Roadmap for Life

Published on in Alcove Business, Technology section

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I’ve been a Governor at Swiss Cottage School for 4 years now. I originally volunteered to be a Governor in an attempt to do something useful while working for an investment company in the City. I’ve always been passionate about everyone’s right to get a good education - I was nearly written off myself because I went to a bad school and was developmentally slow. Thankfully my next few schools were great, and I proved the initial forecasts wrong – I was lucky enough to go be able to walk out of college at Oxford and stand over the grates outside the Bodleian library to smell the books.

Giving up my time to become a governor seemed like a good way to give back but I hadn’t considered then being recruited by a special school. What a journey it has been…

Last week Alcove attended the Roadmap for Life conference organised by the School (@SwissCottageSch & @MargaretMulhol2), a Special Educational Needs (”SEN”) event aimed at parents and professionals planning better futures for young people with SEN. The School is outstanding (proud to be 5-times outstanding according to OFSTED) and has its own development and research centre. It’s an excellent school that helps the young people that attend it to be the best that they can be but it also has a bigger vision to disseminate excellence in special needs education across the UK and the World.

As is now happening across the board, there is a push towards greater collaboration between institutions. Every young person with SEN is shortly expected to have an EHCP (Education Health & Care Plan) under the new (292-page) SEND Code of Practice 2015 (this light bedtime reading can be found here). Education is leading the push in the development of these personal plans with greater engagement from health and care required to make the worthy vision a reality. Ensuring the involvement of young people and their families in decision making at every stage will help create the personalised services, those that meet both needs and aspirations, that everyone wants.

But what happens to young people with learning difficulties after their formal education years (post 19-25 depending on how you interpret the new legislation)? What is the point of attending an outstanding school and getting the best education, health and care services as child if they cease to continue being outstanding when you become an adult?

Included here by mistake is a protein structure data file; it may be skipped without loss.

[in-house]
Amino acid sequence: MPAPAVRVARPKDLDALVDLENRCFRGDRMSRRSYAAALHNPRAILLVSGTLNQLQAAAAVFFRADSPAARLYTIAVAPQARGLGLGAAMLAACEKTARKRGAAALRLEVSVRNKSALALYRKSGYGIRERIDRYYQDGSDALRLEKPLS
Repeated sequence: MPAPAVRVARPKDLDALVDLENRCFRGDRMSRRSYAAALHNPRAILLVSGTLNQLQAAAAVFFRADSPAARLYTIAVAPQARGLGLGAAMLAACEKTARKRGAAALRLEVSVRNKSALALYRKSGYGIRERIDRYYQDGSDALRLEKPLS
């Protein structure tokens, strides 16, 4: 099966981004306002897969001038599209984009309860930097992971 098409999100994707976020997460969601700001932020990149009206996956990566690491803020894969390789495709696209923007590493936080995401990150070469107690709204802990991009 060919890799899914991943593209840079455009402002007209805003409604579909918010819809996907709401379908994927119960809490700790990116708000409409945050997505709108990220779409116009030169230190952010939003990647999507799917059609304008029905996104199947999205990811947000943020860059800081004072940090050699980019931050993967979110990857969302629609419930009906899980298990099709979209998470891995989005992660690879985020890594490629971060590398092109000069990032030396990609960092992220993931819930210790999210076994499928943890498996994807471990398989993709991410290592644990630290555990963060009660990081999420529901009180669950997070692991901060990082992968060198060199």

I spoke to the mother of a boy with autism at the event whose son went to an excellent SEN school and was now struggling to cope in a supported living environment. She felt distanced from him, with little knowledge of his daily routine, the challenges, successes and failures of his day-to-day life. Even if progress was being made, she wasn’t made aware of it so it’s not surprising she thought he was going backwards. The lack of communication and transparency clearly raised anxiety levels, triggered suspicions about the quality of his care, as well as causing feelings of guilt and huge pressures to do something to make it better. To me, this was a good example of a situation in which relatively low cost technology could be used very effectively to give her comfort around his wellbeing and progress; enable better communication between him, his friends and family; promote trust between service providers and service users; empower and engage the care and support workers working with him; and help deliver better outcomes overall. All without infringing on his or her privacy and security.

She herself knew that technology could help– she had heard another father talk about his child sending him images of the important little successes like making himself a piece of toast in the morning – how could her son to do the same she asked me? She feared that her digital illiteracy was negatively impacting on her son’s life and she was keen to do something about it. Support is clearly needed in these situations – making the offering as simple as possible on a device that is intuitive and easy to use with as much free training as needed to ensure continued use. Customer service equaling here’s my mobile number – call me any time of day or night if you need to ask me anything or can't work anything out. Not suggesting 15 apps doing 15 different things, and leaving someone to work them out for themselves. She wanted one simple route to access everything important to her about her son, and for her son to have the same support and access to everything important to him. It’s not that much to ask really when you look at it like that.